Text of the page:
19         content.html($('<p>', { text: 'Atmosphere connected using ' + response.transport }));
 20         input.removeAttr('disabled').focus();
 21         status.text('Choose name:');
 22     };
 24     request.onMessage = function (response) {
 25         var message = response.responseBody;
 26         try {
 27             var json = JSON.parse(message);
 28         } catch (e) {
 29             console.log('This does not look like a valid JSON: ',;
 30             return;
 31         }
 33         if (!logged) {
 34             logged = true;
 35             status.text(myName + ': ').css('color', 'blue');
 36             input.removeAttr('disabled').focus();
 37         } else {
 38             input.removeAttr('disabled');
 40             var me = == author;
 41             var date =  typeof(json.time) == 'string' ? parseInt(json.time) : json.time;
 42             addMessage(, json.text, me ? 'blue' : 'black', new Date());
 43         }
 44     };
 46     request.onError = function(response) {
 47         content.html($('<p>', { text: 'Sorry, but there is some problem with your '
 48             + 'socket or the server is down' }));
 49     };
 51     var subSocket = socket.subscribe(request);
 53     input.keydown(function(e) {
 54         if (e.keyCode === 13) {
 55             var msg = $(this).val();
 57             // First message is always the author's name
 58             if (author == null) {
 59                 author = msg;
 60             }
 62             subSocket.push(JSON.stringify({ author: author, message: msg }));
 63             $(this).val('');
 65             input.attr('disabled', 'disabled');
 66             if (myName === false) {
 67                 myName = msg;
 68             }
 69         }
 70     });
 72     function addMessage(author, message, color, datetime) {
 73         content.append('<p><span style="color:' + color + '">' + author + '</span> @ ' +
 74             + (datetime.getHours() < 10 ? '0' + datetime.getHours() : datetime.getHours()) + ':'
 75             + (datetime.getMinutes() < 10 ? '0' + datetime.getMinutes() : datetime.getMinutes())
 76             + ': ' + message + '</p>');
 77     }

Line by line explanation:

Line 10 : The first things we need to so is to get a pointer to atmosphere.js main element. For the chat we will call it socket. Under the hood Atmosphere will use the best transport depending on the server you are using. For example, deploying the application on Tomcat 7.0.27 or Jetty 7.5 and up will automatically enable the WebSocket transport.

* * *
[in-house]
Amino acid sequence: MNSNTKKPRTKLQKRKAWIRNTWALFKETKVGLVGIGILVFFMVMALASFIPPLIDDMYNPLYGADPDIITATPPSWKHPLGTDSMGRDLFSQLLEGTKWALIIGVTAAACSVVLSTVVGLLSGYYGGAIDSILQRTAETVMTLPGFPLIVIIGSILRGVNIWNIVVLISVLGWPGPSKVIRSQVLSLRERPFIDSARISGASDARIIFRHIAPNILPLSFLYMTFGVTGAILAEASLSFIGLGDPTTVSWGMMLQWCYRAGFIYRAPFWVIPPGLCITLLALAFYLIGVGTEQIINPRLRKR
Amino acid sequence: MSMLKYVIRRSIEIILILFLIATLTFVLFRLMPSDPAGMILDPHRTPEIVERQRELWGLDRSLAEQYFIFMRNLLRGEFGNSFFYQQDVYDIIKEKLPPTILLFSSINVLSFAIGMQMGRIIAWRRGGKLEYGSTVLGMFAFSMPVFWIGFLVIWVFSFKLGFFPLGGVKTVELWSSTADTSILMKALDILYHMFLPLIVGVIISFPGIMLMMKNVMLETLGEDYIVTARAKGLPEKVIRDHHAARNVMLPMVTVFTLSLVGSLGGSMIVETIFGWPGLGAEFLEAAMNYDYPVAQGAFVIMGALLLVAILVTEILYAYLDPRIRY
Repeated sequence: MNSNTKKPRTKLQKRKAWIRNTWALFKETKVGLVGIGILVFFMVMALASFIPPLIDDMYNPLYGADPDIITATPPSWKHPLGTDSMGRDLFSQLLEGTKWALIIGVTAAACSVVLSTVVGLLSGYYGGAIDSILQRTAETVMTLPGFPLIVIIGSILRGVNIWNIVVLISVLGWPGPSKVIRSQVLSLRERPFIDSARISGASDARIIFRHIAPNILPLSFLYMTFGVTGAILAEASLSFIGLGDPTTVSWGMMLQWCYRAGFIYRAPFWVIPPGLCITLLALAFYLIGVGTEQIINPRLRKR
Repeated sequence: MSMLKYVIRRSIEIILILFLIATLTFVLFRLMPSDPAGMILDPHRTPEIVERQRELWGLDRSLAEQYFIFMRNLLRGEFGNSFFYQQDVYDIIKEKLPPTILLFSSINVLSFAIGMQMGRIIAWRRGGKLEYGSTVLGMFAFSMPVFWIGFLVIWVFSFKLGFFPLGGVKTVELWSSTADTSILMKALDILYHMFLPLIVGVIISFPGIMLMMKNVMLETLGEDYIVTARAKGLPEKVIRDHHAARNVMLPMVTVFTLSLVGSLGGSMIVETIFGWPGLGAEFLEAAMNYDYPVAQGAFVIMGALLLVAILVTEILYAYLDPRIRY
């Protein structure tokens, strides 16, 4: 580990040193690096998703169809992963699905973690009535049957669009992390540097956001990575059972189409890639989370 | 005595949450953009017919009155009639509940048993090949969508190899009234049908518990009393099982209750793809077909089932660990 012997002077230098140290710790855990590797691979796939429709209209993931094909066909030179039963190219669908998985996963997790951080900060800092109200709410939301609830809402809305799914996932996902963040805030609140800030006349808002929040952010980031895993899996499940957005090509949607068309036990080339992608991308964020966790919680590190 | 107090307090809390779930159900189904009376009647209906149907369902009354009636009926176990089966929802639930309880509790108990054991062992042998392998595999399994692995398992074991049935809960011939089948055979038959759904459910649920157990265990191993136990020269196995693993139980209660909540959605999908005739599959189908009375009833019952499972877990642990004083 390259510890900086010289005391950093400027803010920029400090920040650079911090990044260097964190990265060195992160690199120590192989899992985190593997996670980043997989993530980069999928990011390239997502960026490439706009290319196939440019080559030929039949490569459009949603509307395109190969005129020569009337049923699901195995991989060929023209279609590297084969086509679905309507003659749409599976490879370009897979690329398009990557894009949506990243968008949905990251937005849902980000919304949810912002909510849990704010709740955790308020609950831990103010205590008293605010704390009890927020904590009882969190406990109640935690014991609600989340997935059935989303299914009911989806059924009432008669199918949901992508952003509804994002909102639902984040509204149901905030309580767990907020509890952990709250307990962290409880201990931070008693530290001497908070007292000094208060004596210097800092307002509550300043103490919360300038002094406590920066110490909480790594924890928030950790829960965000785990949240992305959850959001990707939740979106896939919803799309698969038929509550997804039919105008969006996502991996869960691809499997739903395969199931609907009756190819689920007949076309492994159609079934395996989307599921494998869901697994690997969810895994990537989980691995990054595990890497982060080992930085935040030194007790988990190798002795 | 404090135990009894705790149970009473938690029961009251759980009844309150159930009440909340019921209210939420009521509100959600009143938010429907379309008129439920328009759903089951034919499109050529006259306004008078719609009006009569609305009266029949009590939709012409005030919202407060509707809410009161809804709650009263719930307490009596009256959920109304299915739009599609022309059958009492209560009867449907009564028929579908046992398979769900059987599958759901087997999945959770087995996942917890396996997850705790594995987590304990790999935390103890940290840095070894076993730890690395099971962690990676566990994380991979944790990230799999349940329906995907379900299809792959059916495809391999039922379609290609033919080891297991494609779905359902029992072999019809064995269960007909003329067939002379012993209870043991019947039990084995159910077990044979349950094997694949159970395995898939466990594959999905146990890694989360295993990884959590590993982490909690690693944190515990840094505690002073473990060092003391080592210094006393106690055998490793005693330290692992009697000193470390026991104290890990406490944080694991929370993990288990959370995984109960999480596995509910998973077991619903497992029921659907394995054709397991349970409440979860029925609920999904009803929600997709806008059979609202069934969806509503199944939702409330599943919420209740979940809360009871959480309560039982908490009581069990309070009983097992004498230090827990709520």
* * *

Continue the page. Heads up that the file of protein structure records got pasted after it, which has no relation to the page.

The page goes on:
Line 11 : Here we define the request we want to make. In our case it will looks like with content-type set to JSON. As the preferred transport we will favorite WebSocket and fall back to long-polling in case the server or client isn't supporting WebSocket.

Line 18 : Here we are defining a function that will be invoked when the connection is opened and ready to execute request. The onOpen function will be invoked once the server suspend operation successfully completed.

Line 24 : Here we are defining a function that will be invoked when a Broadcast operation occurs on the server. The JSON message will be parsed (line 27) and displayed on the screen.

Line 46 : here we are defining a function that will be invoked in case an error occur (the connection is dropped, the server goes down, etc.)

Line 51 : Once we are ready, socket.subscribe(request) will connect to the server, and return a subSocket that can be used to push messages back to the server.

Line 62: here we are using the subSocket connection retrieved from the socket). If the browser is using Websocket, the subSocket connection will be the same WebSocket than socket. If long-polling is used, subSocket will use another connection to push message back to the server.

Line 72 : This function display the received message on the screen.

Note that you don't have to care if WebSocket is supported or not. Both client and server will negotiate the best transport (e.g fallback to long-polling) and transparently used it.

That's all

You can look at the entire application here or download it from here